The web is biased towards restful technologies, which enable it to maintain quick response times, primarily due to a highly efficient inter-application communication system. The web developers hold REST web-services in high regard as it allows them to implement JSON as a data container. This format employs a ‘size zero’ approach to structuring data, which leads to minimal overhead in terms of message size, and therefore results in optimal serialization/deserialization times. Moreover, JSON shines as a programming language-independent representation of typical programming language data structures, especially with a dynamic programming language where a reasonable in-memory representation of a JSON object can be obtained simply by calling a library function, which leads to swifter parsing due to reduced external data restructuring logic. Furthermore, REST allows its GET function calls to be cached, which greatly boosts its ability to provide rapid transmission of information. Also, the use of a cache with REST services reduces the load on the backend hardware, thereby improving application performance.

2.1.4 – Scalability vs Agility – Design Consideration:


The functionalities offered by an enterprise system are delivered to the end user in the form of a standard GUI which in turn calls an application modular service. The services presented by the GUI are enhanced in batches, and are dependent upon the corresponding backend system’s release cycles, which are usually spaced at around 3 month intervals. It is due to these restrictions that there is a considerable lag in translating business requirements to technical implementation, which may cause an organization to lose its competitive edge, and therefore is far from being an optimal solution. Moreover, the enterprises have historically built applications in the form of giant grounded garrisons, which heavily trade off the ‘time to market’ aspect of these IT constructions in return for their long term capabilities. It’s the underlying complexities of the technical components used to build these applications which cause their development to proceed at a snail’s pace.


The web overcomes this obstacle by relying on the independent delivery of the various services offered by its various applications. The web developers pay prime importance to the loose coupling of services within the application which enables them to upgrade one operation without affecting another. Moreover, the services may be exposed to the end user in the form of various small portlets, where each portlet is a GUI for one or more functionalities provided by the backend systems. Following this approach, based loosely on grid computing, makes it possible for web establishments to enhance their service offerings without requiring a full application release. This form of a service delivery model also enables the possibility of building mashups, where various different portlet functionalities offered by various different vendors may be aggregated into one combined portal, which may add value to the native services in expected or unexpected ways. Furthermore, the web based applications are built using lightweight technologies, where aspects like ‘learning curve’, ‘development speed’ and ‘time to market’ take precedence over most other considerations. It is due to these factors that the web poises itself to be the more agile of the two computing worlds. – Technical Implementation:


The enterprise has over the years developed a standard way of building frontend representations of their backend services using HTML, CSS and Javascript. These frontend systems are extremely static, providing very little in the form of client interaction, and thereby limiting their functionality to simply the ‘display of data’. Moreover, the use of such technologies causes the GUI having to load the entire page repeatedly each time a new operation is requested, which in turn leads to inefficient performance as the unaffected data must also be re-requested for from the underlying database, resulting in higher network/database/processor loads. A new operation invoked on these frontend systems results in a call to the services offered by their backend counterparts, which are primarily built using workhorse languages such as C/C++/Java etc. Applications built using these languages, although highly scalable, take extremely long to design, develop and deploy. Therefore most enterprise applications follow an iterative development model, with quarterly release cycles, which leads to slow business growth. Moreover, these applications do not offer an alternative delivery model for each of their independent services, thereby mandating a full application release in order to provide the upgraded functionality to the end user.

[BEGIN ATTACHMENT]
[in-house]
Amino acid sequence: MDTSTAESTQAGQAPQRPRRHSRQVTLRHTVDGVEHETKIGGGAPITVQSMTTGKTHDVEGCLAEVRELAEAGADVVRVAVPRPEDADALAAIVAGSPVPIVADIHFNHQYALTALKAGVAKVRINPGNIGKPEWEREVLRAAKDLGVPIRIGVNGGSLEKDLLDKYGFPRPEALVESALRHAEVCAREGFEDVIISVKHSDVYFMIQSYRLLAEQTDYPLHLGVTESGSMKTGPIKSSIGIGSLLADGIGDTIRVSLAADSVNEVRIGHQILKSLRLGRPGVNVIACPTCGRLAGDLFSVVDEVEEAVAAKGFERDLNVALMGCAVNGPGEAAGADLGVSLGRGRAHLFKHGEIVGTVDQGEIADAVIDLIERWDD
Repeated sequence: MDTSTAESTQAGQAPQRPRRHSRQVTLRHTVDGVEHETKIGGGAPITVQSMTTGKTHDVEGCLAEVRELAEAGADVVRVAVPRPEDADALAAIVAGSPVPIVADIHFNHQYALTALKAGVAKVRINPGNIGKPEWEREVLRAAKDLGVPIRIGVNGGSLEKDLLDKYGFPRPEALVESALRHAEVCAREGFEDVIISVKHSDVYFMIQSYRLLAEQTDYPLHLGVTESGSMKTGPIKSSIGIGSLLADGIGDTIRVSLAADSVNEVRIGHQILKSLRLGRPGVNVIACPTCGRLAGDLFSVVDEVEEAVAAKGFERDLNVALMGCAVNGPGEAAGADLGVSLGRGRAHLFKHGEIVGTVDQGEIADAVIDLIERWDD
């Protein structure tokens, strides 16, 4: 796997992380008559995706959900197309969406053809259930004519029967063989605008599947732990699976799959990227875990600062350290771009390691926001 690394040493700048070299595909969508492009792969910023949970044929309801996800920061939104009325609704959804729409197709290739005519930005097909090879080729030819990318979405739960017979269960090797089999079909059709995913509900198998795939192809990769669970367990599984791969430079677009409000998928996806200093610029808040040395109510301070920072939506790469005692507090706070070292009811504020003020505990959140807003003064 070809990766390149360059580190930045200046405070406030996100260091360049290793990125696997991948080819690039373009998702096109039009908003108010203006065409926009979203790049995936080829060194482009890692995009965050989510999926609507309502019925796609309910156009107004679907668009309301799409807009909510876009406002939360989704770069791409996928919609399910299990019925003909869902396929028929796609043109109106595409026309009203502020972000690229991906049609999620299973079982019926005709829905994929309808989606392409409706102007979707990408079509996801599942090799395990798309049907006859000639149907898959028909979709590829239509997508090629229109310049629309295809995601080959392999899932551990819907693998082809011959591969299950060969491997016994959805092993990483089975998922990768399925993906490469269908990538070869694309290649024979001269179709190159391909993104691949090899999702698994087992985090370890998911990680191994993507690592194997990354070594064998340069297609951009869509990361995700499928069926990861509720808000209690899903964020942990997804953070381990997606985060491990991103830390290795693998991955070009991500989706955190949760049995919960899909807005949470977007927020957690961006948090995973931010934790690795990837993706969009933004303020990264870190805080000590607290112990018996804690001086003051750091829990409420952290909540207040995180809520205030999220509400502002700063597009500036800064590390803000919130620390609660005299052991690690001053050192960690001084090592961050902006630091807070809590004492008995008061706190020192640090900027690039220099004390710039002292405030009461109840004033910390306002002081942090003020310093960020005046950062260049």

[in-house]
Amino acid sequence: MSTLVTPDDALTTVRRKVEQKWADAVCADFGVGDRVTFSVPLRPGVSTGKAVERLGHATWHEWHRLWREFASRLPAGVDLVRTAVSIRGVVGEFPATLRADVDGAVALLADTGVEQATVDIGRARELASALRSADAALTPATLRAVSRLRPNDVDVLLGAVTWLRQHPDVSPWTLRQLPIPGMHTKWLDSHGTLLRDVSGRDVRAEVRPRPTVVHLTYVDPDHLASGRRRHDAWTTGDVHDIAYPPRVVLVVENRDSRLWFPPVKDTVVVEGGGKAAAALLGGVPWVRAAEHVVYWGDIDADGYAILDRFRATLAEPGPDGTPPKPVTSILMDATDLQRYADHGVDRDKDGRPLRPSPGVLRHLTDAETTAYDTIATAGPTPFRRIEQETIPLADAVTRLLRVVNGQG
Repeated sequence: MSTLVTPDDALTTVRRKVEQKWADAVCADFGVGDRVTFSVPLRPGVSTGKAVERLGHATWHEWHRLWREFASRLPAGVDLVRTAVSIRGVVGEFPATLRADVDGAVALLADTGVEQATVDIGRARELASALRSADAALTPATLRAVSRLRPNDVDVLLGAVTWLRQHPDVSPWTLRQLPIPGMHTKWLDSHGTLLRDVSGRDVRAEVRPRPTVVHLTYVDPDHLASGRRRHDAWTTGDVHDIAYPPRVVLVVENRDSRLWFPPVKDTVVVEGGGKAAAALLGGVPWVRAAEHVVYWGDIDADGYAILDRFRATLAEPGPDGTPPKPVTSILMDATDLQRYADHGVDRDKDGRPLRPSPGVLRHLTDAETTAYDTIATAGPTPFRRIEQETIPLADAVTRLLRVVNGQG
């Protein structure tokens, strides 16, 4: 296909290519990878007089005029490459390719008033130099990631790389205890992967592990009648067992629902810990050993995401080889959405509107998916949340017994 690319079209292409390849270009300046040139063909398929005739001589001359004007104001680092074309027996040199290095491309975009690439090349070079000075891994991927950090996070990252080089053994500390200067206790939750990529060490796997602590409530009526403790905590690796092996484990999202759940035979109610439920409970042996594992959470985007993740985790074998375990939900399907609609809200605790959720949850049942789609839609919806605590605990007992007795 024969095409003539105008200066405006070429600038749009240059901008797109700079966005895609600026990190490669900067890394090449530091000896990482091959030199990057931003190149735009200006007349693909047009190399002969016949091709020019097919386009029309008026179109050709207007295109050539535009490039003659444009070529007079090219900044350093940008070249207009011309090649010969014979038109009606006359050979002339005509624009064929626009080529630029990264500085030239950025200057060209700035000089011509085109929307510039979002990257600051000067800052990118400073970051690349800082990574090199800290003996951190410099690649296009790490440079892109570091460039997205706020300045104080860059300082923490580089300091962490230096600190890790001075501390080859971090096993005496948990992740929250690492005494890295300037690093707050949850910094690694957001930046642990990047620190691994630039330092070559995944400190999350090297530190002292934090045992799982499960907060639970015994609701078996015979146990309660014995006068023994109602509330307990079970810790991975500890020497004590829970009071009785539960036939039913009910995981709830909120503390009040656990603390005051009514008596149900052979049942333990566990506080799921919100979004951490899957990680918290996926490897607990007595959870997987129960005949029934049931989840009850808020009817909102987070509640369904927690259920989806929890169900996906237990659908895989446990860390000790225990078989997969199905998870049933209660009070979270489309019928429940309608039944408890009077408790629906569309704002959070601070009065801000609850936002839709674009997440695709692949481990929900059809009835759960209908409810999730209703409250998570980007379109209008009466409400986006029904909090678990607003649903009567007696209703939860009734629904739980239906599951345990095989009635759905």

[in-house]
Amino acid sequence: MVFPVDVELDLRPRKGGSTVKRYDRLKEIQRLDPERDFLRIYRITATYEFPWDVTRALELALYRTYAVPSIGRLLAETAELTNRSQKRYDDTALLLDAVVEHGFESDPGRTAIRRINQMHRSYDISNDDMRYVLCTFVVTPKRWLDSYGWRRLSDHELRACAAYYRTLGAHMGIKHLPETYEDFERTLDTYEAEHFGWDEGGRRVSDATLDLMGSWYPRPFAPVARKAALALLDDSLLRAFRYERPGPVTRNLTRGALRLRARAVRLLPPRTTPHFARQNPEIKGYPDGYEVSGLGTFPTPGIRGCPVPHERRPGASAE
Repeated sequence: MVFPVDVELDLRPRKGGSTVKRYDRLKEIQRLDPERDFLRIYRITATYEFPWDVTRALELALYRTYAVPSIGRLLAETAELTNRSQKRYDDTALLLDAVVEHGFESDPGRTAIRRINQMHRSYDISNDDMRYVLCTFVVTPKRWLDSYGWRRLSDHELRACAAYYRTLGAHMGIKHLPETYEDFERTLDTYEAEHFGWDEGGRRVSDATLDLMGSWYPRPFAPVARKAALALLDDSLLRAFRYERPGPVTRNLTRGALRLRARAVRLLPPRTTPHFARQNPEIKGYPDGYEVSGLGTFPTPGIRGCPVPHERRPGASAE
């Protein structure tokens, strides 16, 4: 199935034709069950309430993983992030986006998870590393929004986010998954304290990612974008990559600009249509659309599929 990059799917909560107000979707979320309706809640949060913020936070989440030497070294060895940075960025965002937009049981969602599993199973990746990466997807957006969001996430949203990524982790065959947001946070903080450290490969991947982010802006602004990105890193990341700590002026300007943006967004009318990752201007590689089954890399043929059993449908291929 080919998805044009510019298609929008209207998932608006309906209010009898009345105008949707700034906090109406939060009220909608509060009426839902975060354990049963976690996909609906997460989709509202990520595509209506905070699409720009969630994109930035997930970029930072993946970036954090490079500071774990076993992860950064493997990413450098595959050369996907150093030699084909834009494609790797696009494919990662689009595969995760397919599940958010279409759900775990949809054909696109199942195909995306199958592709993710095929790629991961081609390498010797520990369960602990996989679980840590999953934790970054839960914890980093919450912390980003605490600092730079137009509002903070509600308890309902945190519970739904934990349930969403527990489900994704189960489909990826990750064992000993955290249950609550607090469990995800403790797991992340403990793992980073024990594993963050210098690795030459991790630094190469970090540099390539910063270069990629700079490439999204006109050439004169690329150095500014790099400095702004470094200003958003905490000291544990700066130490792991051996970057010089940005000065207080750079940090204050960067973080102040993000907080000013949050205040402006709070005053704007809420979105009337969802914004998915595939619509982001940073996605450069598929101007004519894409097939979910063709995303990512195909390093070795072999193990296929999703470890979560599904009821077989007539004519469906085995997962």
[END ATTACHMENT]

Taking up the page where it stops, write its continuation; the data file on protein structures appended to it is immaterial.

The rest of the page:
The web has had extreme growth over the past few years in terms of ‘rich internet applications’. These applications are built in the form of widgets, and provide a rich customer experience in terms of client interaction, leading to higher productivity as the GUIs are capable of offering a vast array of functionalities. This is accomplished using modern web technologies, such as Ajax – which requires no third party libraries, or various custom frameworks such as Flash, Java FX and Silverlight – which require the installation of third party libraries prior to their use. Moreover, various widgets may be embedded together into a combined web page, leading to higher flexibility. Each of these embedded GUIs communicate asynchronously with their corresponding backend systems, which results in the operation invoked on one widget not affecting another, thereby boosting application performance while at the same time reducing hardware costs. It is also this ability of widgets to act as independent applications by themselves which allows them to be upgraded one at a time without requiring a complete release of their corresponding backend applications. These widgets may also be distributed to the masses as they are designed to be highly portable, allowing themselves to be added by users to any existing web page running HTML without the knowledge of their technical aspects, which permits an organization to extend its reach well beyond the formal boundaries. The distribution of these widgets may also give rise to the creation of mashups, either by using a format such as EMML, or through the various online frameworks available to serve this purpose. Moreover, these widgets receive data from their backend systems in a variety of formats such as RSS/ATOM/JSON, which are easily consumable by various client side scripting languages. The backend applications providing these services are in turn built using dynamic scripting languages, which offer swift development times, and therefore help convert business requirements to technical implementation in short time periods.